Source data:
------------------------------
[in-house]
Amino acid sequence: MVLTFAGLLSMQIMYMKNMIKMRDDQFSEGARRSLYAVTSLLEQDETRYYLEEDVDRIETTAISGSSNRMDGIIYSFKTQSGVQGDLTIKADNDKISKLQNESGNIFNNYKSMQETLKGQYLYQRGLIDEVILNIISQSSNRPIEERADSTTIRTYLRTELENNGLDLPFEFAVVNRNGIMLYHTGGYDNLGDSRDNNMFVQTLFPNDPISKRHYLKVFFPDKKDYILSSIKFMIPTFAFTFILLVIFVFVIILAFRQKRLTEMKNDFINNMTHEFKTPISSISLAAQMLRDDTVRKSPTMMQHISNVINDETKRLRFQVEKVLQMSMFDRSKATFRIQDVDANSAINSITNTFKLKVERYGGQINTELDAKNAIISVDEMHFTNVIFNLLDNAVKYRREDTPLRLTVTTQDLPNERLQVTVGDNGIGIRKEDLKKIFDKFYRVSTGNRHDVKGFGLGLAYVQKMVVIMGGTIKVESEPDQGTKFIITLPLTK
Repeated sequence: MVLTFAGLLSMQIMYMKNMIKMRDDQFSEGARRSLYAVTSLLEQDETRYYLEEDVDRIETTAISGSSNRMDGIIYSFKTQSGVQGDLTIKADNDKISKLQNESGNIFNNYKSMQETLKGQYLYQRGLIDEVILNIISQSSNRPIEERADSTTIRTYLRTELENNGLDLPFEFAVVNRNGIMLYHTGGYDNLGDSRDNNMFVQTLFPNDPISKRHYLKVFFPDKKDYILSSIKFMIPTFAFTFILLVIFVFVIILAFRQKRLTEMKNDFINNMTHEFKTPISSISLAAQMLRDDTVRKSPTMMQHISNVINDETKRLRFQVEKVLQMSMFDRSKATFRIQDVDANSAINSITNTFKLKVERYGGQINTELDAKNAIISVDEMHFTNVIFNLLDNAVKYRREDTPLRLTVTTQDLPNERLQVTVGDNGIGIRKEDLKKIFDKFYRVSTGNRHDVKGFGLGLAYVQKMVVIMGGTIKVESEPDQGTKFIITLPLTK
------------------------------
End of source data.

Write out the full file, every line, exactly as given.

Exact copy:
[in-house]
Amino acid sequence: MVLTFAGLLSMQIMYMKNMIKMRDDQFSEGARRSLYAVTSLLEQDETRYYLEEDVDRIETTAISGSSNRMDGIIYSFKTQSGVQGDLTIKADNDKISKLQNESGNIFNNYKSMQETLKGQYLYQRGLIDEVILNIISQSSNRPIEERADSTTIRTYLRTELENNGLDLPFEFAVVNRNGIMLYHTGGYDNLGDSRDNNMFVQTLFPNDPISKRHYLKVFFPDKKDYILSSIKFMIPTFAFTFILLVIFVFVIILAFRQKRLTEMKNDFINNMTHEFKTPISSISLAAQMLRDDTVRKSPTMMQHISNVINDETKRLRFQVEKVLQMSMFDRSKATFRIQDVDANSAINSITNTFKLKVERYGGQINTELDAKNAIISVDEMHFTNVIFNLLDNAVKYRREDTPLRLTVTTQDLPNERLQVTVGDNGIGIRKEDLKKIFDKFYRVSTGNRHDVKGFGLGLAYVQKMVVIMGGTIKVESEPDQGTKFIITLPLTK
Repeated sequence: MVLTFAGLLSMQIMYMKNMIKMRDDQFSEGARRSLYAVTSLLEQDETRYYLEEDVDRIETTAISGSSNRMDGIIYSFKTQSGVQGDLTIKADNDKISKLQNESGNIFNNYKSMQETLKGQYLYQRGLIDEVILNIISQSSNRPIEERADSTTIRTYLRTELENNGLDLPFEFAVVNRNGIMLYHTGGYDNLGDSRDNNMFVQTLFPNDPISKRHYLKVFFPDKKDYILSSIKFMIPTFAFTFILLVIFVFVIILAFRQKRLTEMKNDFINNMTHEFKTPISSISLAAQMLRDDTVRKSPTMMQHISNVINDETKRLRFQVEKVLQMSMFDRSKATFRIQDVDANSAINSITNTFKLKVERYGGQINTELDAKNAIISVDEMHFTNVIFNLLDNAVKYRREDTPLRLTVTTQDLPNERLQVTVGDNGIGIRKEDLKKIFDKFYRVSTGNRHDVKGFGLGLAYVQKMVVIMGGTIKVESEPDQGTKFIITLPLTK